Leadership Series: On Office Productivity & Performance

How do you keep your office running efficiently? What do you do when you sense that productivity is worsening? CWS decided to take a look at these 3 topics surrounding productivity:

(1) Creating a productive work environment
(2) Sustaining an efficient workplace
(3) Preventing extended lulls in performance

CWS, Inc CEO and owner, Alan De Keyrel was gracious enough to sit down and provide his thoughts on these topics.

Creating a productive work environment

Me: What motivates individuals to be productive at work?

Alan: It’s important to realize that everyone is motivated differently. You shouldn’t always assume it’s about the money. Money is important and you have to pay your team well if you want them to stay, but sometimes people are more interested in flexible hours, a stable position, or even a fun office culture. It’s crucial to find out what motivates each of your team members early on. In fact, we always ask this of candidates during the interview process.
Me: What’s different about motivating a team versus individual employees?
Alan: Motivating a team is about having common goals that everyone is working toward. Communication is essential. By frequently communicating the tasks and progress of these goals, they become more tangible wins for the group. Be sure that everyone knows their roles and next steps for accomplishing these goals.
Remember, goals shouldn’t be overly vague or too far into the future such as “Let’s make more money” or “Let’s grow the business.” Yes, these are part of your endgame, but these goals don’t provide as many opportunities for short-term objectives and successes that keep the team motivated. Goals such as “let’s get this product launched” or “let’s get everything we need set up for this event, so it’s the best ever” are more inspiring for the team.

Sustaining an efficient workplace

Me: Personal issues, distractions, and burnout can all contribute to low performance. How do you maintain a consistent level of productivity?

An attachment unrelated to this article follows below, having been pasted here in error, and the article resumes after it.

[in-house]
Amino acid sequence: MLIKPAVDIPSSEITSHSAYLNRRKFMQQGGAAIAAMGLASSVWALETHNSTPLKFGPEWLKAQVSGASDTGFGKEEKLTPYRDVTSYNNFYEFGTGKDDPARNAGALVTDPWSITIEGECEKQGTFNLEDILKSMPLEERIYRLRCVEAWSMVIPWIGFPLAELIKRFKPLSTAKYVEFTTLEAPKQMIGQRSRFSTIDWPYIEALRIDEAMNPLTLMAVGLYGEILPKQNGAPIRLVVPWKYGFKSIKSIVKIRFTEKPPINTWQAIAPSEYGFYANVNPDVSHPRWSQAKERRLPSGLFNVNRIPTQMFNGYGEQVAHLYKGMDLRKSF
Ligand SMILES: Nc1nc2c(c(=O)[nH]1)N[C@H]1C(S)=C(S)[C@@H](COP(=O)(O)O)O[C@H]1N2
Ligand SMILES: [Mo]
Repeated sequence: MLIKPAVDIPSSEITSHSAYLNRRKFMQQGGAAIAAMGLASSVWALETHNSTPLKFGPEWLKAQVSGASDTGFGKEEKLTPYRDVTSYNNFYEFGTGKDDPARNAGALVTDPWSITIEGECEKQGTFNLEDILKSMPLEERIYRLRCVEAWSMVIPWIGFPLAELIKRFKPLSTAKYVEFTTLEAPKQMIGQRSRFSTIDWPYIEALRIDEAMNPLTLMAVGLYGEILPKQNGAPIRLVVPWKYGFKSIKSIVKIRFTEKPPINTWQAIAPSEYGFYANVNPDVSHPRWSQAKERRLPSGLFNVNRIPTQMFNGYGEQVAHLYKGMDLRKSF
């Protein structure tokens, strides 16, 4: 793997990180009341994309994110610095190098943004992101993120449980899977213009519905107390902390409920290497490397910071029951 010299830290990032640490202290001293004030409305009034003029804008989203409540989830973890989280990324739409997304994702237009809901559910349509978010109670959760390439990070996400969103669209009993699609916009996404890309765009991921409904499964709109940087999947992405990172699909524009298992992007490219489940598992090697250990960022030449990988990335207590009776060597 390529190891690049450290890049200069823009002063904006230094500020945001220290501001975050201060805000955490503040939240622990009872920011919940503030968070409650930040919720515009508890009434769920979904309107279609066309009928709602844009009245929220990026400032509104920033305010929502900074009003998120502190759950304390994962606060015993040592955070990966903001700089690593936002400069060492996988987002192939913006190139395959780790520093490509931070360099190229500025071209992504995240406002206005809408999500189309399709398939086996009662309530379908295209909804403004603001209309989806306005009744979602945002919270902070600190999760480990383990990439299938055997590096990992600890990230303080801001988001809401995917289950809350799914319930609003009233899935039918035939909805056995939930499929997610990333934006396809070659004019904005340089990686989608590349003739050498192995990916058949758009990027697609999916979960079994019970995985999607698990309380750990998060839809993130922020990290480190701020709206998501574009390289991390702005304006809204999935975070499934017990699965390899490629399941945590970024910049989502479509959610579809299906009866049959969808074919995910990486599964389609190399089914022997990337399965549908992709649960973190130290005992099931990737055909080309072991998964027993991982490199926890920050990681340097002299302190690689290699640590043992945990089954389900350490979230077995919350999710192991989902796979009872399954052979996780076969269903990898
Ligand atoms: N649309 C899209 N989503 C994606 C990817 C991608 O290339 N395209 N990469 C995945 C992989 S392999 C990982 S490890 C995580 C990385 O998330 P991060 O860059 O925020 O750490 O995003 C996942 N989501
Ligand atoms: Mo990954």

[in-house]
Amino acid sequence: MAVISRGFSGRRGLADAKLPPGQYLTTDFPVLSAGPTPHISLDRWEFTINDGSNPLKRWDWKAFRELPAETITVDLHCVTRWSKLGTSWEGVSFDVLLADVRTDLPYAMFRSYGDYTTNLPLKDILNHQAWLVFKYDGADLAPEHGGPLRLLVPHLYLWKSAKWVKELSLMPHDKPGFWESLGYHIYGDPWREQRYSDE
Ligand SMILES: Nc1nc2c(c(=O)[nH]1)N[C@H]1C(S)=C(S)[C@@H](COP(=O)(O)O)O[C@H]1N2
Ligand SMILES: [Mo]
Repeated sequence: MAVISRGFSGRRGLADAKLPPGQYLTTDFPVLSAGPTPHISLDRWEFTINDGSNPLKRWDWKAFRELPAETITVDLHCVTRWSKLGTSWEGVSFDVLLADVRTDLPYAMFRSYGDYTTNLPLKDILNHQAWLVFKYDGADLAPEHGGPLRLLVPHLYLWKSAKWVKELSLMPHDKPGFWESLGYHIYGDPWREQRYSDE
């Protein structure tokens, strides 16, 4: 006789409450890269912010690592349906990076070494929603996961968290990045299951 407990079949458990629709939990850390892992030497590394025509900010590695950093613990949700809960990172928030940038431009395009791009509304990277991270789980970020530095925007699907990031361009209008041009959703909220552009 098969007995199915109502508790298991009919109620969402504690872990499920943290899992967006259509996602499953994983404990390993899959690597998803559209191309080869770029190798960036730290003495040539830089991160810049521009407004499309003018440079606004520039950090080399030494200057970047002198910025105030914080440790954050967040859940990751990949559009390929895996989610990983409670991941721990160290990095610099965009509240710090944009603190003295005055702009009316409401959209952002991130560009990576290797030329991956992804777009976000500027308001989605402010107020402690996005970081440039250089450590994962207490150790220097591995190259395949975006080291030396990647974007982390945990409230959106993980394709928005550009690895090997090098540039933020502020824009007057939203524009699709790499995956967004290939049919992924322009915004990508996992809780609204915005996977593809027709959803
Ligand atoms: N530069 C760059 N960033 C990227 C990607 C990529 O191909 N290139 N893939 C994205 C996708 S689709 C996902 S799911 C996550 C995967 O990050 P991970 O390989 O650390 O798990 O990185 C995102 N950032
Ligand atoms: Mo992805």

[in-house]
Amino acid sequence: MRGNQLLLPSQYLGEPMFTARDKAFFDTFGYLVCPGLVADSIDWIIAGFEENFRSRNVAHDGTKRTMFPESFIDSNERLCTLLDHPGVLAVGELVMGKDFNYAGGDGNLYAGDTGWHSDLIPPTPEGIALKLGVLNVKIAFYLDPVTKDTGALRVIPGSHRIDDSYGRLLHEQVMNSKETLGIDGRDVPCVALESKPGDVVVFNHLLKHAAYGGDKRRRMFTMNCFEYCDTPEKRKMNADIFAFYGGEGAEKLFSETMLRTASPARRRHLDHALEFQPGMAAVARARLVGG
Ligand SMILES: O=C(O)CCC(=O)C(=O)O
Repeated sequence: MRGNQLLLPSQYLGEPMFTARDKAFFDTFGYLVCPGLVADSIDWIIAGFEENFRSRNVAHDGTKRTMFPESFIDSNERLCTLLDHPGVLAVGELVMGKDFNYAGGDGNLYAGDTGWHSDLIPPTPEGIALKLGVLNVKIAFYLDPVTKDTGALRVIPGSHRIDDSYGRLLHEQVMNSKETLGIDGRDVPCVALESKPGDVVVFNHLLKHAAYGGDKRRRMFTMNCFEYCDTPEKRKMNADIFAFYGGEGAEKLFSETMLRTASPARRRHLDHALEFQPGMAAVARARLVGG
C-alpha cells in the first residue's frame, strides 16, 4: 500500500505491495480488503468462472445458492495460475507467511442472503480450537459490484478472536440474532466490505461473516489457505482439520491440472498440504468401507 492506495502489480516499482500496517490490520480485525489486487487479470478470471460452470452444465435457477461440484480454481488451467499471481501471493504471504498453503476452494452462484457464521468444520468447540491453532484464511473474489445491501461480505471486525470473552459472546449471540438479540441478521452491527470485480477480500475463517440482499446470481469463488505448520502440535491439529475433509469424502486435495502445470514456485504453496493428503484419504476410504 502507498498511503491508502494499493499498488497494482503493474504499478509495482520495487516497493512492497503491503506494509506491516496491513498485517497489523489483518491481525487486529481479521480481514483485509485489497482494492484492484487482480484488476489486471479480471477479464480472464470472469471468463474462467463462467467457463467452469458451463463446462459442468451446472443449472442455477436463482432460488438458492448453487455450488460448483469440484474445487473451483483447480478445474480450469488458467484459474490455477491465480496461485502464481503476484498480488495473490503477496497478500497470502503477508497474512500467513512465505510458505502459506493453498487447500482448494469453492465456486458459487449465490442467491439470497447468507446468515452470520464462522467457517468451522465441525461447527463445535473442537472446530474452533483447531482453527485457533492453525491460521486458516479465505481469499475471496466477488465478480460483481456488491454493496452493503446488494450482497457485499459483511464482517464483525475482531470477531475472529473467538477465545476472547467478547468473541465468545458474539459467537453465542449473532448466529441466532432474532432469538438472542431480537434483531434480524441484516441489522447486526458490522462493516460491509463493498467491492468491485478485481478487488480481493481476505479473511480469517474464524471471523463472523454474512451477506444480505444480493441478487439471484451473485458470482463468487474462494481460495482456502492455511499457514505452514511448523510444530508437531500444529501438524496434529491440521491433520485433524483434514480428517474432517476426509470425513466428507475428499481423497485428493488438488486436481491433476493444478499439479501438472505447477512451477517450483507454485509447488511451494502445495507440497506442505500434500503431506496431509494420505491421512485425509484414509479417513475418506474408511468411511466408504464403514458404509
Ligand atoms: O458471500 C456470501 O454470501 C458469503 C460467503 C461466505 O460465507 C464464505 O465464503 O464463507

Alan: The answer is in the question. The phrase “level of productivity” sounds like you’re dealing with malfunctioning machinery. We employ people, not machines. Like it or not, you’re not going to get 8 hours of efficient working time every day of every week, day in and day out. That’s unrealistic. Be understanding and relax your expectations. That being said, you need to find ways to empower people to work hard for you, knowing it may not be from 9-5 every day.
At CWS we have each employee fill out weekly reports with their highs and lows, as well as how they perceive their current workload. This gives us valuable insight to how individuals are doing both personally and professionally. Recognizing obstacles allows leadership to tend to employee’s specific needs, which then empowers those employees to continue to work hard for the company.

Preventing extended lulls and issues in performance

Me: What are some “red flags” that may signify a dip in team performance?
Alan: The go-to answer is often loss in revenue, but in my opinion, this is too late. Don’t wait until you’re losing money, employees are unhappy, and work becomes a struggle to figure out how to become an efficient workplace again.
Track company performance with KPIs or Key Performance Indicators. KPIs are different for every business. They evaluate factors that are important to the success of your organization. However you choose to track your team’s performance, be looking at these figures often and WITH the team. This way, you can recognize downward trends long before they start hurting business. One of the most important trends to avoid is overloading your team members. Burnout is one of the main causes for employee departure, which leads very quickly to loss of revenue.
Me: How do you jump-start team performance during a lull?
Alan: The first step is to analyze why there is a lull. There are two reasons why a team may not be performing at its best. (1) Employees do not know what is expected from them and (2) there is a larger morale issue at hand.
People need to know what the company’s expectations of them are. At CWS, we go beyond providing a simple job description. Instead we use KRAs or Key Responsibility Areas. Here is the difference:
Job Description: Answer phones and respond to customer support emails.
KRA: Answer all support calls and emails within 24 hours. Communicate with clients in a professional and courteous manner at all times.
The main question that differentiates the KRA from the job description is “am I winning or losing at my tasks?” You may have answered an email, but was it done in a timely and courteous manner? Employees are motivated when they feel they’re winning at their expected KRAs.
Another reason for the lull may be general morale issues. This occurs due to too much work, not enough resources, and/or a disconnect between employees and the leadership team. Having clear expectations and working toward common goals can jump-start morale. And don’t underestimate the power of adding more fun to the office! Even if you receive pushback from overloaded workers, try your best to infiltrate fun into the workday. It will pay off.

Final thoughts?

Alan: Prevent performance issues by creating a great culture and work environment for your team. Empower each team member to “win” at their tasks. Encourage people and treat them as humans, not machines. Then you’ll find that your employees are not only working hard but loving their work.

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